When I shoot film (either 35mm or 120), I tend to shoot in B&W and I think it’s very useful to think of images as either color or B&W at the time of capture. One reason it has been such a focus of the photography learning process for decades is that it forces you to think purely about light intensity – bright and shadow. Evolving to using filters for B&W film photography then moves one into manipulating light intensity within the color spectrum (some post-processing tools like Nik Silver Efex allow you to replicate the process of using color filters when converting images to B&W).
B&W post processing can be fun, educational and many times net a better picture, but it can’t replace the process of envisioning an image in B&W while you are taking it. Those new to B&W might need time to develop the skill of viewing a scene as simply light intensity and not color.
Your very good point is one I alluded to explicitly in the text (6th paragraph) and have provided examples to illustrate it.
Alpha Whiskey, A comment and a question.
I have not used film for many years except the occasional large format film I have to produce for some of my work. As a rule I do everything in digital and do convert many of my exposures to B&W as I still love the look of that medium. In days past an unwritten rule for B&W or Color film was to expose for the shadows in B&W and the high lights in Color.
My question to you Sharif is do you alter your exposure in camera for these two situations or do you just expose for the image present and adjust in post processing.
I have been adjusting in camera for the final outcome and find it works for me.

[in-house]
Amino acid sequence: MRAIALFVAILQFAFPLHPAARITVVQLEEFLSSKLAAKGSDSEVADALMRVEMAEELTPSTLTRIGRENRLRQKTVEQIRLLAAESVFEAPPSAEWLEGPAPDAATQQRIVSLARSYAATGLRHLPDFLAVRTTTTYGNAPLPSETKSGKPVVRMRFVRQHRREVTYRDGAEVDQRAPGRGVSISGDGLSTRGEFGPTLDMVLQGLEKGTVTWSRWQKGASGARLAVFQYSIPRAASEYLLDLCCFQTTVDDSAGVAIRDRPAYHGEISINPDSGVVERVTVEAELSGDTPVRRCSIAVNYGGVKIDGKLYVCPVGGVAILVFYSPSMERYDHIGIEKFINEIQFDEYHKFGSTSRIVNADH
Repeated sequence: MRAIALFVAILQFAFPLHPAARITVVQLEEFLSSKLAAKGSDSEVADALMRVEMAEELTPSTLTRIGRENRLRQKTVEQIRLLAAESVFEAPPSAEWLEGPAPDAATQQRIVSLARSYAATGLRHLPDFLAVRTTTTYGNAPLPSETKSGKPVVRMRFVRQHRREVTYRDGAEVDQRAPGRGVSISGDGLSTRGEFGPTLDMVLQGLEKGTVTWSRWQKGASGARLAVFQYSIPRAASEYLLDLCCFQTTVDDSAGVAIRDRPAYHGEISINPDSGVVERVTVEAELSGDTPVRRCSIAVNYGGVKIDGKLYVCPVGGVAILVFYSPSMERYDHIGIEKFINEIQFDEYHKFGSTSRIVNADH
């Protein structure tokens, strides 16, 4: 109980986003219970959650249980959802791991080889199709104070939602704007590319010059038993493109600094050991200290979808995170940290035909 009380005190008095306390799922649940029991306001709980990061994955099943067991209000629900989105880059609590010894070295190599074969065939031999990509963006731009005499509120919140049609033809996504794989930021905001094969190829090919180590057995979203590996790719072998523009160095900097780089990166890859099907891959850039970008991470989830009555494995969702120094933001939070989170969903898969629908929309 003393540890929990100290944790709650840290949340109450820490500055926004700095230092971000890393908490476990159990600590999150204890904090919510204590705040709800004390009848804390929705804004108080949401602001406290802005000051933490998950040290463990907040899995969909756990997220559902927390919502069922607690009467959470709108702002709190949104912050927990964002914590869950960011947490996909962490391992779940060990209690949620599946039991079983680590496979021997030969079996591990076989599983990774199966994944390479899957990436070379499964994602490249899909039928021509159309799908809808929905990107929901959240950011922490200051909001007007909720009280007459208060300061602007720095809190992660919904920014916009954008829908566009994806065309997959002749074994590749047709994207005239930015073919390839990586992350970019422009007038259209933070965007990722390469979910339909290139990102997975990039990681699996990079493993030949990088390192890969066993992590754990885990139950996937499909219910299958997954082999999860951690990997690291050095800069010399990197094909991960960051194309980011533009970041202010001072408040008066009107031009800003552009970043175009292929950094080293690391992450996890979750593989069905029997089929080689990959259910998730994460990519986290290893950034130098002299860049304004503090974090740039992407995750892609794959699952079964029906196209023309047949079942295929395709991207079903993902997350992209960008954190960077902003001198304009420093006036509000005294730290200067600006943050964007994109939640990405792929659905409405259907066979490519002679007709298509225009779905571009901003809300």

Generally speaking I try to aim for a middle ground in both situations. It really depends on what I’m shooting. If I’m shooting in B+W then I lean towards exposing for the shadows in camera, unless I want a silhouette or deep contrast and then I expose for the lighter areas. In colour I lean more towards exposing for the highlights.
I really don’t like blown highlights in either situation as that’s just missing information and can’t be recovered in post anyway. The dynamic range of my EM5 and especially my Nikon D600 are good enough that I have some latitude in the highlight detail which I can recover in post should I need to. One has to know their own camera to know how much freedom they have. It really all depends on the situation and how I pre-visualise it.
I don’t like to think that I would need to adjust the exposure too much in post as I want to believe I have the ability to get it right in-camera on-scene. But the reality is that sometimes I have to :)
I’m not sure if I’ve answered your question well, but I hope this helps! :)
Actually, you answered my question exactly as I expected. Personally, I am not strong in the arena of post production. I’m learning but have a long way to go. I’ve learned to use Light Room, Matrix, and Photo Efix Pro; the last two to a minor degree but I’m working one it.
I tend to use the digital camera in exactly the say way I used film cameras. Mostly in manual and then in A or S priority when necessary. I carry a hand held light meter everywhere and use it often. One great feature of the digital camera age is the in camera histogram which I will look at frequently when the exposure is critical. I don’t keep blinkies turned on because I find them distracting but after so many years I already know when I’ve overexposed and blown highlights. Ticks me off when it is street scenes involving people, not so much for static shots. I can recreate those but I can’t go back and ask the folks I photographed to walk back a scene. LOL